People have paid taxes -- usually unwillingly -- for thousands of years. In Canada, our first recorded tax was collected in 1650. The early taxes were usually customs duties. This was money that was paid on goods that were imported or exported. The King of France charged Canada's first tax -- a tax on the skins of beaver and moose that were sent back to Europe. The money raised by this tax went to the French government. Later, the English brought in similar customs duties, and this money, naturally, went back to England.
When Canada became a country in 1867, the federal government was given the power to raise money through taxes. However, it was another fifty years before Canadians had to pay income tax.
Before 1917, when income tax was first brought in, the government did raise money through taxes, but these were indirect taxes. They were indirect because nobody paid money directly to the government. Instead they paid indirectly through such things as sales taxes and customs duties.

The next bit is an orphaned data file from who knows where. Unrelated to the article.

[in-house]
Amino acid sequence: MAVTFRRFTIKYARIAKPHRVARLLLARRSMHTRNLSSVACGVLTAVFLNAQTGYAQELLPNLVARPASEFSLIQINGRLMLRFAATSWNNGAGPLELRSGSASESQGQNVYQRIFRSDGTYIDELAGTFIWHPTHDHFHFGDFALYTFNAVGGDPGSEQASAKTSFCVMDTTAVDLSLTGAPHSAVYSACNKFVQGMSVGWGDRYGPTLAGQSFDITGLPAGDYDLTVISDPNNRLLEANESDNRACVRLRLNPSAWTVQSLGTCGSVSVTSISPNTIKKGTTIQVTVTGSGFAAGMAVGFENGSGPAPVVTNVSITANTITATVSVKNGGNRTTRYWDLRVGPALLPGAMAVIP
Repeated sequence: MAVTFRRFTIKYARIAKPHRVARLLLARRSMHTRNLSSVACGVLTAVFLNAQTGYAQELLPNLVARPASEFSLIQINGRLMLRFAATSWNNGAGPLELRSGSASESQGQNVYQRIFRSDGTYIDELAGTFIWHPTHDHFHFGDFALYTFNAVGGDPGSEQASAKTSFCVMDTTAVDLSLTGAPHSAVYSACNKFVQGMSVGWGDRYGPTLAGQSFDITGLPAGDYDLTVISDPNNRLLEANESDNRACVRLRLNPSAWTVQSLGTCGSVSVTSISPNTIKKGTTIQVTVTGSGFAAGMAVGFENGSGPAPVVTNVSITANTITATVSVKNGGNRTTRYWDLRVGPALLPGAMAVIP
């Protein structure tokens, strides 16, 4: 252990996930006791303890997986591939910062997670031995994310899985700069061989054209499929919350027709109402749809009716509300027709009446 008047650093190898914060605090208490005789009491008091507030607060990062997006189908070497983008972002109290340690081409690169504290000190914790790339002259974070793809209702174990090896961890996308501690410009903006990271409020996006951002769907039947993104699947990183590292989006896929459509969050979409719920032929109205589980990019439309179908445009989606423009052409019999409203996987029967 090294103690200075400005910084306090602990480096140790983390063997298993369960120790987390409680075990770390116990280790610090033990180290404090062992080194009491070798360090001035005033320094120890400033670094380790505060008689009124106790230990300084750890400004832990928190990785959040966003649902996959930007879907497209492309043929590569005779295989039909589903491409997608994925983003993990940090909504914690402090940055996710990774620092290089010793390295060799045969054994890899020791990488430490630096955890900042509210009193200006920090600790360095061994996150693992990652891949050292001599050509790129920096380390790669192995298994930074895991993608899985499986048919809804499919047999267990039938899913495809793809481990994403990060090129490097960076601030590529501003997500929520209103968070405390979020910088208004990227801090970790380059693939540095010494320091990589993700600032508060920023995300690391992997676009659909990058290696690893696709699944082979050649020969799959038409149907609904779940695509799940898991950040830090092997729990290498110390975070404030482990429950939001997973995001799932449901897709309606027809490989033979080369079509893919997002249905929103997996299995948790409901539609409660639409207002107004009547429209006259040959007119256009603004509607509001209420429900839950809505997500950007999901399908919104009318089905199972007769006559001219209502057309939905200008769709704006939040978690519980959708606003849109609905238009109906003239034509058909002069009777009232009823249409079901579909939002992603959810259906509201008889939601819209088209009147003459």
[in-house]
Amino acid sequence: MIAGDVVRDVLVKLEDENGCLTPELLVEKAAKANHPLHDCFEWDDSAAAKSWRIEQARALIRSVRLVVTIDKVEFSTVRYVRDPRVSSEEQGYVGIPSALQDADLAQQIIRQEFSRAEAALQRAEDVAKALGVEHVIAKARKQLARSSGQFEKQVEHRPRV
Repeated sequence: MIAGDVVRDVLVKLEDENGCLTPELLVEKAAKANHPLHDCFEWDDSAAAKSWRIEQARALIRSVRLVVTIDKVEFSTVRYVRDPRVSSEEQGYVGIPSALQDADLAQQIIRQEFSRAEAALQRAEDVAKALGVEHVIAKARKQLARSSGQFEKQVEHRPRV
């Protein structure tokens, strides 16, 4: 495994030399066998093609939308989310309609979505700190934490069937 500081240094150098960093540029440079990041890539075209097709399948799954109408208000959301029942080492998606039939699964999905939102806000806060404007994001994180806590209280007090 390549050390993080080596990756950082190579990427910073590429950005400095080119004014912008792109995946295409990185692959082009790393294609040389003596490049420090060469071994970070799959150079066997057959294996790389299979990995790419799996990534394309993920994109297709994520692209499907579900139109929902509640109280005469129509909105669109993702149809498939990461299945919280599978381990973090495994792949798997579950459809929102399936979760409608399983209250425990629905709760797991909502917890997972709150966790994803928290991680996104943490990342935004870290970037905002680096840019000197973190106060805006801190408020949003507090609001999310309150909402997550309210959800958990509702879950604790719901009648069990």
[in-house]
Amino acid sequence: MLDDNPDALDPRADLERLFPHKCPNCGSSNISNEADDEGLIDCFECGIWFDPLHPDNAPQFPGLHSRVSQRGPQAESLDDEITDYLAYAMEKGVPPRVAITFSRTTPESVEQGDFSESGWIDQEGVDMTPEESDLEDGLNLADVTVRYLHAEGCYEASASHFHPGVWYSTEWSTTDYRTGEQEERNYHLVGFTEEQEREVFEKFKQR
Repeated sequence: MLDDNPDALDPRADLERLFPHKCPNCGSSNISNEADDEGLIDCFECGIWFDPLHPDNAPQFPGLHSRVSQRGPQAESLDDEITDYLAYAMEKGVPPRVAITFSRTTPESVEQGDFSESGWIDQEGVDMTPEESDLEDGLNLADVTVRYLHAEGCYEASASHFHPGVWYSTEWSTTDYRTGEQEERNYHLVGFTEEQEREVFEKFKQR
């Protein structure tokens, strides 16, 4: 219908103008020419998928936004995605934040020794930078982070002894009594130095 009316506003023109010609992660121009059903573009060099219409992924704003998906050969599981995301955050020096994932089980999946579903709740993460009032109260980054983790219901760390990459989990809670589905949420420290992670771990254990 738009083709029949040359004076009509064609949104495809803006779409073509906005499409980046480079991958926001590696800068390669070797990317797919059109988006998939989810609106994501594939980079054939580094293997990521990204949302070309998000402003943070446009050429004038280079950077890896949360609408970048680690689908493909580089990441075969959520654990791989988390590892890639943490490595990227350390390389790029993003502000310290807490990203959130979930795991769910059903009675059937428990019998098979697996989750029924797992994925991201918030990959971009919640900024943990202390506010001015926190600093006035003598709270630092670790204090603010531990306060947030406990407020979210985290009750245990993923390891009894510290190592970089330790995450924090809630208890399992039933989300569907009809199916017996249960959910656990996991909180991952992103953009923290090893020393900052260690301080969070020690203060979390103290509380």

The provinces got some money from the federal government, but they also raised their own money through fees, licenses and rents. To raise still more money, they put taxes on horses, dogs, cars, gasoline, salmon, canaries, foxes, circuses, and bowing alleys. That's quite a list of taxable items!
|Previous Page||Table of Contents||Next Page|